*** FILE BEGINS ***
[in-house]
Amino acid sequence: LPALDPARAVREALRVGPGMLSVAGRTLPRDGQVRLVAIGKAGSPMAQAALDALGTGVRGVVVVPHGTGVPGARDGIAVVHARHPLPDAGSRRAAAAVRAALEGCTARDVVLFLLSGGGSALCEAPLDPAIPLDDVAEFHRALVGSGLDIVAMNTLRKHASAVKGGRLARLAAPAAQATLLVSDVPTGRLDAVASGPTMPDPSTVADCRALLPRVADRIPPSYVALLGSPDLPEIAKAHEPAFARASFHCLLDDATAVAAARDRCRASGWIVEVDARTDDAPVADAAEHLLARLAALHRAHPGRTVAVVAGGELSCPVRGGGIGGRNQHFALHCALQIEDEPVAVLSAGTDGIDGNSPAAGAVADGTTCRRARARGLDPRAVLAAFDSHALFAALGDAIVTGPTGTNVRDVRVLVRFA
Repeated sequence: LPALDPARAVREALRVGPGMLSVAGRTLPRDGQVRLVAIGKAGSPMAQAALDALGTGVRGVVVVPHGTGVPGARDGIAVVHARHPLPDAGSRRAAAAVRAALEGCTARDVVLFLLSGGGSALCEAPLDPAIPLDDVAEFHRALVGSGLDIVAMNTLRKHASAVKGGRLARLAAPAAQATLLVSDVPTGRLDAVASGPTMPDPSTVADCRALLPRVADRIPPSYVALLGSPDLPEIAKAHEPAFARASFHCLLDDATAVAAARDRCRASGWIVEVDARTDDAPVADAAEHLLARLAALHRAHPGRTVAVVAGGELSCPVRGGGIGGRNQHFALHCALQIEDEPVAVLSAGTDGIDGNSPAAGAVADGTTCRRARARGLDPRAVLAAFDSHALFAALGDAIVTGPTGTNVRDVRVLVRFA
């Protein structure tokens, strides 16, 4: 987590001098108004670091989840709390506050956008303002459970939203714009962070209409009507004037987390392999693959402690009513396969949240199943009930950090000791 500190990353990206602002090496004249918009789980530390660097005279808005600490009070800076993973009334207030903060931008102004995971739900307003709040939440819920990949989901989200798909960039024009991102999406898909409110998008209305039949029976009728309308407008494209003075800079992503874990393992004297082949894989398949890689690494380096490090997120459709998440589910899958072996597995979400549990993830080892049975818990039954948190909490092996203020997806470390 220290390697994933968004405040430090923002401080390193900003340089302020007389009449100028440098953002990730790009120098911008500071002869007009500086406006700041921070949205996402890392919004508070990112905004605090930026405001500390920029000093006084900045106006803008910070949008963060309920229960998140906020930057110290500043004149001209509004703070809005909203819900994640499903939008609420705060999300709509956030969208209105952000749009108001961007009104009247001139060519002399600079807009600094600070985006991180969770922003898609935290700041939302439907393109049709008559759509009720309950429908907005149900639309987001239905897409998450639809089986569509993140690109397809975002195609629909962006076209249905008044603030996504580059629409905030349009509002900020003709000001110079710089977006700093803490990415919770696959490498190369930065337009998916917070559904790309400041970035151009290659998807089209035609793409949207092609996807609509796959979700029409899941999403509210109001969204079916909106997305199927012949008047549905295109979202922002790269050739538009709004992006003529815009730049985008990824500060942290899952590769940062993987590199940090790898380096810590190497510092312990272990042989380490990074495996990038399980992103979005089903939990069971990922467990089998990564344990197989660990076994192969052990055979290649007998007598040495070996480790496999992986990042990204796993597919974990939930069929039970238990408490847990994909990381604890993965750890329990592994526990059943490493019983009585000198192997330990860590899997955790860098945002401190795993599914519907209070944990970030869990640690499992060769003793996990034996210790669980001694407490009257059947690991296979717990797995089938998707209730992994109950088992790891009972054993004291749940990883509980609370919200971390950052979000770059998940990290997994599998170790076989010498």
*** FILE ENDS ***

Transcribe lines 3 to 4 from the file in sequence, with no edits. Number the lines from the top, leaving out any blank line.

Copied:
Repeated sequence: LPALDPARAVREALRVGPGMLSVAGRTLPRDGQVRLVAIGKAGSPMAQAALDALGTGVRGVVVVPHGTGVPGARDGIAVVHARHPLPDAGSRRAAAAVRAALEGCTARDVVLFLLSGGGSALCEAPLDPAIPLDDVAEFHRALVGSGLDIVAMNTLRKHASAVKGGRLARLAAPAAQATLLVSDVPTGRLDAVASGPTMPDPSTVADCRALLPRVADRIPPSYVALLGSPDLPEIAKAHEPAFARASFHCLLDDATAVAAARDRCRASGWIVEVDARTDDAPVADAAEHLLARLAALHRAHPGRTVAVVAGGELSCPVRGGGIGGRNQHFALHCALQIEDEPVAVLSAGTDGIDGNSPAAGAVADGTTCRRARARGLDPRAVLAAFDSHALFAALGDAIVTGPTGTNVRDVRVLVRFA
């Protein structure tokens, strides 16, 4: 987590001098108004670091989840709390506050956008303002459970939203714009962070209409009507004037987390392999693959402690009513396969949240199943009930950090000791 500190990353990206602002090496004249918009789980530390660097005279808005600490009070800076993973009334207030903060931008102004995971739900307003709040939440819920990949989901989200798909960039024009991102999406898909409110998008209305039949029976009728309308407008494209003075800079992503874990393992004297082949894989398949890689690494380096490090997120459709998440589910899958072996597995979400549990993830080892049975818990039954948190909490092996203020997806470390 220290390697994933968004405040430090923002401080390193900003340089302020007389009449100028440098953002990730790009120098911008500071002869007009500086406006700041921070949205996402890392919004508070990112905004605090930026405001500390920029000093006084900045106006803008910070949008963060309920229960998140906020930057110290500043004149001209509004703070809005909203819900994640499903939008609420705060999300709509956030969208209105952000749009108001961007009104009247001139060519002399600079807009600094600070985006991180969770922003898609935290700041939302439907393109049709008559759509009720309950429908907005149900639309987001239905897409998450639809089986569509993140690109397809975002195609629909962006076209249905008044603030996504580059629409905030349009509002900020003709000001110079710089977006700093803490990415919770696959490498190369930065337009998916917070559904790309400041970035151009290659998807089209035609793409949207092609996807609509796959979700029409899941999403509210109001969204079916909106997305199927012949008047549905295109979202922002790269050739538009709004992006003529815009730049985008990824500060942290899952590769940062993987590199940090790898380096810590190497510092312990272990042989380490990074495996990038399980992103979005089903939990069971990922467990089998990564344990197989660990076994192969052990055979290649007998007598040495070996480790496999992986990042990204796993597919974990939930069929039970238990408490847990994909990381604890993965750890329990592994526990059943490493019983009585000198192997330990860590899997955790860098945002401190795993599914519907209070944990970030869990640690499992060769003793996990034996210790669980001694407490009257059947690991296979717990797995089938998707209730992994109950088992790891009972054993004291749940990883509980609370919200971390950052979000770059998940990290997994599998170790076989010498």